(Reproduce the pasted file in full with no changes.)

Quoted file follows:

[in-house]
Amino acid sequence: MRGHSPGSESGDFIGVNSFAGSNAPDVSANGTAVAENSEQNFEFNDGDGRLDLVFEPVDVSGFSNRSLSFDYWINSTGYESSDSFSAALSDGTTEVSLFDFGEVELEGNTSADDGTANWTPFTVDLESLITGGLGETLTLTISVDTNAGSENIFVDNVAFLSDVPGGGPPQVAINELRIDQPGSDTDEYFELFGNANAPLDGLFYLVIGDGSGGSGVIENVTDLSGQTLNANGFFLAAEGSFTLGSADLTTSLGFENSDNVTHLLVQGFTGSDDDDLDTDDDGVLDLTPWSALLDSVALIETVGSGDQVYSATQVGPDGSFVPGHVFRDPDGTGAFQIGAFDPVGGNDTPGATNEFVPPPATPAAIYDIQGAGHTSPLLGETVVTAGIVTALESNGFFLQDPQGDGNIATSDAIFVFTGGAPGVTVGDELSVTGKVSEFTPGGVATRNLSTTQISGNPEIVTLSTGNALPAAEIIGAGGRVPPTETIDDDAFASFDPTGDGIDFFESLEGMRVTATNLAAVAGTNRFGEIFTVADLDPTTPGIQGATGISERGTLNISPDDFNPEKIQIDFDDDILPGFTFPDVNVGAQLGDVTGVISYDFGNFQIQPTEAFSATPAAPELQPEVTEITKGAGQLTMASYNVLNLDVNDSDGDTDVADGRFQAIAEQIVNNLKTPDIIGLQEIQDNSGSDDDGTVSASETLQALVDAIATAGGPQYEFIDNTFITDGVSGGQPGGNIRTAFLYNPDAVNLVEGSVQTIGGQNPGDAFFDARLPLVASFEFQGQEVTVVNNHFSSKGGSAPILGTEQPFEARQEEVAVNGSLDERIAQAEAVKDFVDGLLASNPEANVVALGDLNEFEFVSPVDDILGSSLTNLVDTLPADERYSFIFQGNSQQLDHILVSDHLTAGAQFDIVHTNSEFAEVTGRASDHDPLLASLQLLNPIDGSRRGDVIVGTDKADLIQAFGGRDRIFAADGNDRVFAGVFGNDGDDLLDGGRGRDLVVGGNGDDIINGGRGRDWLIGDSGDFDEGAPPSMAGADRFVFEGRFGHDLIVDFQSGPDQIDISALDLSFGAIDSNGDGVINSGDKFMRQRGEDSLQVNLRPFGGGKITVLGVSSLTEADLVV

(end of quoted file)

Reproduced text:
[in-house]
Amino acid sequence: MRGHSPGSESGDFIGVNSFAGSNAPDVSANGTAVAENSEQNFEFNDGDGRLDLVFEPVDVSGFSNRSLSFDYWINSTGYESSDSFSAALSDGTTEVSLFDFGEVELEGNTSADDGTANWTPFTVDLESLITGGLGETLTLTISVDTNAGSENIFVDNVAFLSDVPGGGPPQVAINELRIDQPGSDTDEYFELFGNANAPLDGLFYLVIGDGSGGSGVIENVTDLSGQTLNANGFFLAAEGSFTLGSADLTTSLGFENSDNVTHLLVQGFTGSDDDDLDTDDDGVLDLTPWSALLDSVALIETVGSGDQVYSATQVGPDGSFVPGHVFRDPDGTGAFQIGAFDPVGGNDTPGATNEFVPPPATPAAIYDIQGAGHTSPLLGETVVTAGIVTALESNGFFLQDPQGDGNIATSDAIFVFTGGAPGVTVGDELSVTGKVSEFTPGGVATRNLSTTQISGNPEIVTLSTGNALPAAEIIGAGGRVPPTETIDDDAFASFDPTGDGIDFFESLEGMRVTATNLAAVAGTNRFGEIFTVADLDPTTPGIQGATGISERGTLNISPDDFNPEKIQIDFDDDILPGFTFPDVNVGAQLGDVTGVISYDFGNFQIQPTEAFSATPAAPELQPEVTEITKGAGQLTMASYNVLNLDVNDSDGDTDVADGRFQAIAEQIVNNLKTPDIIGLQEIQDNSGSDDDGTVSASETLQALVDAIATAGGPQYEFIDNTFITDGVSGGQPGGNIRTAFLYNPDAVNLVEGSVQTIGGQNPGDAFFDARLPLVASFEFQGQEVTVVNNHFSSKGGSAPILGTEQPFEARQEEVAVNGSLDERIAQAEAVKDFVDGLLASNPEANVVALGDLNEFEFVSPVDDILGSSLTNLVDTLPADERYSFIFQGNSQQLDHILVSDHLTAGAQFDIVHTNSEFAEVTGRASDHDPLLASLQLLNPIDGSRRGDVIVGTDKADLIQAFGGRDRIFAADGNDRVFAGVFGNDGDDLLDGGRGRDLVVGGNGDDIINGGRGRDWLIGDSGDFDEGAPPSMAGADRFVFEGRFGHDLIVDFQSGPDQIDISALDLSFGAIDSNGDGVINSGDKFMRQRGEDSLQVNLRPFGGGKITVLGVSSLTEADLVV